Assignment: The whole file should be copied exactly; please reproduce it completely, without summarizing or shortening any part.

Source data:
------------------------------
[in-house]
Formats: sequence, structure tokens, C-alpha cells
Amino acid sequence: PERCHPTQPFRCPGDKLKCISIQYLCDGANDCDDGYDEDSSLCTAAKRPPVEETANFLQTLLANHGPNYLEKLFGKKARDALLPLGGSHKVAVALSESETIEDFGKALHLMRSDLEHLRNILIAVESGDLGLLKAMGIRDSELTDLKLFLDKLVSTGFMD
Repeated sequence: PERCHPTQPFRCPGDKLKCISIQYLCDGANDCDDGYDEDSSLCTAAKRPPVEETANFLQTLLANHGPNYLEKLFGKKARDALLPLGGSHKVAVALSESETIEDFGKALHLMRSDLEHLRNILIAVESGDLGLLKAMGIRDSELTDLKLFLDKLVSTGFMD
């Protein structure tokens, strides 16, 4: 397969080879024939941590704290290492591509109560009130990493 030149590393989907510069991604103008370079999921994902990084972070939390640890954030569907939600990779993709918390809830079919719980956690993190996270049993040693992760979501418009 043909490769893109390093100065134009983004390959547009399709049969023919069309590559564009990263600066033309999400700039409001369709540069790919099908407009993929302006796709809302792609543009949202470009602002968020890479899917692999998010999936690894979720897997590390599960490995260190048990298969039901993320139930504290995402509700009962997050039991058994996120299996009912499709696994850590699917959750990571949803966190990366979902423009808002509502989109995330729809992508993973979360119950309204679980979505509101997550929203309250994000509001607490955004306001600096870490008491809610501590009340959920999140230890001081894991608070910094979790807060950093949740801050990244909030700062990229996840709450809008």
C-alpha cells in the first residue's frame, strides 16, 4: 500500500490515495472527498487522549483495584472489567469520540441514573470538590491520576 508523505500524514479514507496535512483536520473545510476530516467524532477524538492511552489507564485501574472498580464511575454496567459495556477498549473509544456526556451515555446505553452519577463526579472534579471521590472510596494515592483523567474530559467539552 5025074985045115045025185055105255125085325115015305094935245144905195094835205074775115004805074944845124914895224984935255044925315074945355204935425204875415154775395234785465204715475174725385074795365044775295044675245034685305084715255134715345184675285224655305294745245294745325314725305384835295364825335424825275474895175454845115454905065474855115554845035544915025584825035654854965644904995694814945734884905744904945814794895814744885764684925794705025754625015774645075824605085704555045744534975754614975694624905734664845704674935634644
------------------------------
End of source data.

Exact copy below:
[in-house]
Formats: sequence, structure tokens, C-alpha cells
Amino acid sequence: PERCHPTQPFRCPGDKLKCISIQYLCDGANDCDDGYDEDSSLCTAAKRPPVEETANFLQTLLANHGPNYLEKLFGKKARDALLPLGGSHKVAVALSESETIEDFGKALHLMRSDLEHLRNILIAVESGDLGLLKAMGIRDSELTDLKLFLDKLVSTGFMD
Repeated sequence: PERCHPTQPFRCPGDKLKCISIQYLCDGANDCDDGYDEDSSLCTAAKRPPVEETANFLQTLLANHGPNYLEKLFGKKARDALLPLGGSHKVAVALSESETIEDFGKALHLMRSDLEHLRNILIAVESGDLGLLKAMGIRDSELTDLKLFLDKLVSTGFMD
């Protein structure tokens, strides 16, 4: 397969080879024939941590704290290492591509109560009130990493 030149590393989907510069991604103008370079999921994902990084972070939390640890954030569907939600990779993709918390809830079919719980956690993190996270049993040693992760979501418009 043909490769893109390093100065134009983004390959547009399709049969023919069309590559564009990263600066033309999400700039409001369709540069790919099908407009993929302006796709809302792609543009949202470009602002968020890479899917692999998010999936690894979720897997590390599960490995260190048990298969039901993320139930504290995402509700009962997050039991058994996120299996009912499709696994850590699917959750990571949803966190990366979902423009808002509502989109995330729809992508993973979360119950309204679980979505509101997550929203309250994000509001607490955004306001600096870490008491809610501590009340959920999140230890001081894991608070910094979790807060950093949740801050990244909030700062990229996840709450809008």
C-alpha cells in the first residue's frame, strides 16, 4: 500500500490515495472527498487522549483495584472489567469520540441514573470538590491520576 508523505500524514479514507496535512483536520473545510476530516467524532477524538492511552489507564485501574472498580464511575454496567459495556477498549473509544456526556451515555446505553452519577463526579472534579471521590472510596494515592483523567474530559467539552 5025074985045115045025185055105255125085325115015305094935245144905195094835205074775115004805074944845124914895224984935255044925315074945355204935425204875415154775395234785465204715475174725385074795365044775295044675245034685305084715255134715345184675285224655305294745245294745325314725305384835295364825335424825275474895175454845115454905065474855115554845035544915025584825035654854965644904995694814945734884905744904945814794895814744885764684925794705025754625015774645075824605085704555045744534975754614975694624905734664845704674935634644